Eating Nostrand Avenue: Ital Fusion


Food for the long haul

With each desperate dispatch from Aleppo; with each revelation about Russian interference in November’s election; with each ethical breach by the Grifter-in-Chief and his progeny; with each horrifying cabinet appointment – the temptation to curl up in a ball grows. Some days, it’s overwhelming.

What helps?

Activism, I would say. Coming together as a community. Supporting one another. Fighting back. (And, for Syria, checks to Doctors Without Borders, the International Rescue Committee and the UNRWA.)

I list those things first, because I honestly believe them to be the most important . . . but also, if I’m to be even more honest, because they sound like the sort of thing one should believe to be most important.

Here, at the risk of sounding trivial, are other things that help:


Looking at birds.

Eating soulful, home-style cooking.

Which brings us to Ital Fusion. Located on Nostrand Avenue, close to Brooklyn College (and, more relevant to my own purposes, the Q35 bus), this tiny Rastafarian lunch and breakfast counter (and, in the afternoon, juice bar) serves up vegetarian/pescatarian fare.

My focus has been breakfast. On my first visit, that meant the best bake and salt fish I’ve ever had: tender, not-too-salty salt cod, flaked, mixed with sweet peppers, herbs and onions and sandwiched in a whole wheat “bake.” (For those not familiar with West Indian cuisine, bake is actually fried. This version had just enough of a crust to remind you of that fact, but was not at all greasy.)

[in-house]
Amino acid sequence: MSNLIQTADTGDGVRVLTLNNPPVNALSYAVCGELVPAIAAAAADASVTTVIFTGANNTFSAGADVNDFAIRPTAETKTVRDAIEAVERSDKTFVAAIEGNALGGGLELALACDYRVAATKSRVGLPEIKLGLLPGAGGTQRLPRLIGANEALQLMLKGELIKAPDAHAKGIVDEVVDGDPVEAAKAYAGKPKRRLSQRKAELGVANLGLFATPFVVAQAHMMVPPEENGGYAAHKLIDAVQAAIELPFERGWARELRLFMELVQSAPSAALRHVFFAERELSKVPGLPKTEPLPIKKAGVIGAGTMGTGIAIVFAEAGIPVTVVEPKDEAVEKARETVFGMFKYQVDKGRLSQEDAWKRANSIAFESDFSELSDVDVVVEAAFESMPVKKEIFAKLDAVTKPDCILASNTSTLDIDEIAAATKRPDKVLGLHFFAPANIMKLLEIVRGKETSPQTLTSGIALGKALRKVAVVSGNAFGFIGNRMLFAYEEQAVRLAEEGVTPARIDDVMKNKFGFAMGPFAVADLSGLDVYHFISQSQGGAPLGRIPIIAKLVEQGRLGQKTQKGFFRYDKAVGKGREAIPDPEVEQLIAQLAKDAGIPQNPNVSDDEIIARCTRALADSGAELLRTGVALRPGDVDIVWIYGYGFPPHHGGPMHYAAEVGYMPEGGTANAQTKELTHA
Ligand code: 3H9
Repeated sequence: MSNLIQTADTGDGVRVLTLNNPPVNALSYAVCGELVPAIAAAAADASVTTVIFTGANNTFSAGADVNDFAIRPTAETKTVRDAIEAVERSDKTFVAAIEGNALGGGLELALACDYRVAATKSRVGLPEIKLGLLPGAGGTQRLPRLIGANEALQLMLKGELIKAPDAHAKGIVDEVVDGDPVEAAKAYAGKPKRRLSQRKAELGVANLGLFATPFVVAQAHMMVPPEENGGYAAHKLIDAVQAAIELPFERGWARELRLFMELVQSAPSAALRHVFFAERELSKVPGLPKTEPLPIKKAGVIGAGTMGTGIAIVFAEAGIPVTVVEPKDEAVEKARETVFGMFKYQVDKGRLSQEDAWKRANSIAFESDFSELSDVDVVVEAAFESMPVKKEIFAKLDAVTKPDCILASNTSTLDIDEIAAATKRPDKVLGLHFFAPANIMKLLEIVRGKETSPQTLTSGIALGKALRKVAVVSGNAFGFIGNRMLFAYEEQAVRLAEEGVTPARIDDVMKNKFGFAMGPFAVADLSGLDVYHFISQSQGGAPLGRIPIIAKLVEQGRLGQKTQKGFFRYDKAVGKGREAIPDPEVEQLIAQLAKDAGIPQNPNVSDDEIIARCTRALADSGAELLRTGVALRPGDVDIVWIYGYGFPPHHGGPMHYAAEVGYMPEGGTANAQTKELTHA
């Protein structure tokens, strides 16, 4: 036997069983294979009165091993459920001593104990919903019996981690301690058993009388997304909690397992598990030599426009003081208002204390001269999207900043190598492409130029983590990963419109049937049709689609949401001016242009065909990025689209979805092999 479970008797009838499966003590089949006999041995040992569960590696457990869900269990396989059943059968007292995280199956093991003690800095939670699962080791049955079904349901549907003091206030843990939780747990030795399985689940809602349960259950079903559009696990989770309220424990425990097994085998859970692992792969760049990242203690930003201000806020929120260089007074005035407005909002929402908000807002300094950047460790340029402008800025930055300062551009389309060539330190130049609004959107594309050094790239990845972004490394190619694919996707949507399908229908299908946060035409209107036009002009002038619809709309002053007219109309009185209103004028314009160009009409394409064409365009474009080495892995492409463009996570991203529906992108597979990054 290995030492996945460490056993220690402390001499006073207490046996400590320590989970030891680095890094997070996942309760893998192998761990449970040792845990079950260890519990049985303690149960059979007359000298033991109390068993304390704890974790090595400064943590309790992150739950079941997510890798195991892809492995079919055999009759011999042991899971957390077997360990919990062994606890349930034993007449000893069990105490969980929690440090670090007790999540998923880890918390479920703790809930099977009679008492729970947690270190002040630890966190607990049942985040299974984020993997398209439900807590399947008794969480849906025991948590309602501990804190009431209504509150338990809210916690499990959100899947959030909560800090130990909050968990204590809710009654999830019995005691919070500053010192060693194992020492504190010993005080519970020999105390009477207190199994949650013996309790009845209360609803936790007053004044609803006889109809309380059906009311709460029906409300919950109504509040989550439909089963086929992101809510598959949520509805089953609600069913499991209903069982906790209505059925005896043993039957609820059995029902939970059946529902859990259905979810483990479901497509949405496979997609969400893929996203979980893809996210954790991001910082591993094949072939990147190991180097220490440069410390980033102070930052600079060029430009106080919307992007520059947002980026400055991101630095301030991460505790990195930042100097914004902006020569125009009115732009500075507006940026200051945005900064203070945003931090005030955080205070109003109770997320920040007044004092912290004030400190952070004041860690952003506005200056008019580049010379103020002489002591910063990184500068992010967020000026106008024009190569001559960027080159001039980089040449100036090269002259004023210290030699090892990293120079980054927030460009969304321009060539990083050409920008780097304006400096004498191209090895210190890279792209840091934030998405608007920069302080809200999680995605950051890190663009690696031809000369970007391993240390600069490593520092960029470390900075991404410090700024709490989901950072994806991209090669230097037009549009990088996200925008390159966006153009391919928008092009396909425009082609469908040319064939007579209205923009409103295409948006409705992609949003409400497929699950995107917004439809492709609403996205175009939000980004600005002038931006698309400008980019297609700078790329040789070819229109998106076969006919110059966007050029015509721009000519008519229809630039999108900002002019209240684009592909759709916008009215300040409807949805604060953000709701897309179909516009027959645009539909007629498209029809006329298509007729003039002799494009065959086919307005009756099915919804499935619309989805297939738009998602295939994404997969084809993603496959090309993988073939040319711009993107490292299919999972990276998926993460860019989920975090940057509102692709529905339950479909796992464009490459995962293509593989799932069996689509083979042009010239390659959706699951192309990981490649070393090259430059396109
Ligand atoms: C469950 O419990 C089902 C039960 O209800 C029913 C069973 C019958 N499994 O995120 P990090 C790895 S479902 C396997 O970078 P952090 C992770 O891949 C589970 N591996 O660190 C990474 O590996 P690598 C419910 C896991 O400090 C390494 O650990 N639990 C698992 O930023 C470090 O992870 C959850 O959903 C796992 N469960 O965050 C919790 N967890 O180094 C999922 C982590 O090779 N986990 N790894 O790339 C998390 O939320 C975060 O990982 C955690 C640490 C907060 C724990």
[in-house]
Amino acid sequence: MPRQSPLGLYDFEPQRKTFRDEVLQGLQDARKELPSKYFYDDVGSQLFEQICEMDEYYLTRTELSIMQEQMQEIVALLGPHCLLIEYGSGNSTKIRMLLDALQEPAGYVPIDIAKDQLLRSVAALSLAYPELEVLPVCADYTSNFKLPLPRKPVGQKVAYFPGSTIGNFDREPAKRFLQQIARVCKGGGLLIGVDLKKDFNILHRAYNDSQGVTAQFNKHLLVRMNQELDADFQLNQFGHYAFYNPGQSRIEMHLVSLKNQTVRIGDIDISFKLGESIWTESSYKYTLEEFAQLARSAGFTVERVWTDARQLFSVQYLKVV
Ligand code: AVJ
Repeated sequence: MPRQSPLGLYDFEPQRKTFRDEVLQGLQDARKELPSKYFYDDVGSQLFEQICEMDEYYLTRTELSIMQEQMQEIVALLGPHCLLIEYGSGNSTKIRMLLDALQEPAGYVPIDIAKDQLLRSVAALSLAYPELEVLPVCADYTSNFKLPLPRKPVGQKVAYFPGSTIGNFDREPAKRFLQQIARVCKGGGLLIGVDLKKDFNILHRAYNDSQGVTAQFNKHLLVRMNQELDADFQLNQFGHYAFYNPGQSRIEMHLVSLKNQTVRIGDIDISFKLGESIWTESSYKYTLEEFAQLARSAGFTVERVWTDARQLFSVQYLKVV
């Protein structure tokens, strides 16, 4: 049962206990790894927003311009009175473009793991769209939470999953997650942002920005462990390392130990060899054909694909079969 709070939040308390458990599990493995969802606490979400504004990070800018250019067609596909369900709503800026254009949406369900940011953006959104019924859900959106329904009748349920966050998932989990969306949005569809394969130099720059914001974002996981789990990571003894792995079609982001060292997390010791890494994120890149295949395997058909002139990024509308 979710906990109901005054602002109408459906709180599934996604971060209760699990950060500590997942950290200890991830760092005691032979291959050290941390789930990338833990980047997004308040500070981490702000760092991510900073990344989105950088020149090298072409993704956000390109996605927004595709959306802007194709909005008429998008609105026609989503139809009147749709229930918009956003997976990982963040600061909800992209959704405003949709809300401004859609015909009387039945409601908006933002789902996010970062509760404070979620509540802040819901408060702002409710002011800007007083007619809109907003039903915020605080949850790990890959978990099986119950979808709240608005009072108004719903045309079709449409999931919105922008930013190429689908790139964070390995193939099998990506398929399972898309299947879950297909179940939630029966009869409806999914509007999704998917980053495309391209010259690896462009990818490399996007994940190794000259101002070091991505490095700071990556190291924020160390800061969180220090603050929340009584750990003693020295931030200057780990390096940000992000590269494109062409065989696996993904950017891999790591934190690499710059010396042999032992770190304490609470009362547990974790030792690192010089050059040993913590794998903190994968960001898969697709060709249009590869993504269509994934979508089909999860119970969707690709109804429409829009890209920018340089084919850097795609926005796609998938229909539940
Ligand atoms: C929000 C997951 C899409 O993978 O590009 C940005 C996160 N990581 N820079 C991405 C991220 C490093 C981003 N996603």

After I watched the guy behind the counter ladle out a large styrofoam cup full of a thick, grayish-brown liquid for another customer, I asked what it was. Five-star porridge, he told me. Mixed with peanut porridge. Would I like to try some?

Of course I would.

And so I was presented with a taste – only slightly smaller than the standard portion – and had my proffered payment waved off.

If there is a better thing to eat on the Q35 bus when you’re headed to cold, windswept Floyd Bennett Field to look for red knots and horned larks in the wake of a depressing election, I’d like to hear about it. Because I certainly can’t think of anything. It’s become my standard pre-birding order.

So what exactly is in it? As far as I can tell from looking at Jamaican cooking sites, “five star” is not a standard name – more like a (well-deserved) rating. Ital Fusion’s combines oatmeal, bulgur, arrowroot, sea moss and ripe plantain. It’s nutty and grainy and slightly sweet and delicious on its own, though mixing it with peanut porridge definitely takes it up another notch.

Or two.

There are plenty of other options – interesting, fresh vegetable combinations (pumpkin, okra and bitter lemon, anyone?), greens, legumes, soy-based meat substitutes in various forms. But I have yet to stray from the porridge.

It’s comfort food for a bleak day, fuel for a long run, sustenance for struggle – from people who know a thing or two about survival and resistance.

(Over the next few months, I’ll be eating my way up and down Nostrand and posting periodic updates. I’ll also be returning to Avenue U.)


Featured in this post:

Ital Fusion, 2085 Nostrand Avenue, East Flatbush, Brooklyn 11210



4 thoughts on “Eating Nostrand Avenue: Ital Fusion

  1. It sounds like the perfect comfort food for exploring on a cold day. And I agree with you – the little things are also important in getting through tough times like these. It’s important to renew our spirits regularly, and you never know what new things (like porridge) you may discover in the process. Happy holidays!


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